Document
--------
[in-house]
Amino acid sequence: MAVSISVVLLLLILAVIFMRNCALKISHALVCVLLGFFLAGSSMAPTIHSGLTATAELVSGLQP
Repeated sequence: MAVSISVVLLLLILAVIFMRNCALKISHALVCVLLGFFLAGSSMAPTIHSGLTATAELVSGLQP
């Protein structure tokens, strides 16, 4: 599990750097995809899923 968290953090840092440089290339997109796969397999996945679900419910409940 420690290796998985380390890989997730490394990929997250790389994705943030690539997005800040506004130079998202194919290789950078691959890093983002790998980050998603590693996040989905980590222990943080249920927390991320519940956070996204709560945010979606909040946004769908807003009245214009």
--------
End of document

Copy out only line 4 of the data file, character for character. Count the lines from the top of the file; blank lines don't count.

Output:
């Protein structure tokens, strides 16, 4: 599990750097995809899923 968290953090840092440089290339997109796969397999996945679900419910409940 420690290796998985380390890989997730490394990929997250790389994705943030690539997005800040506004130079998202194919290789950078691959890093983002790998980050998603590693996040989905980590222990943080249920927390991320519940956070996204709560945010979606909040946004769908807003009245214009």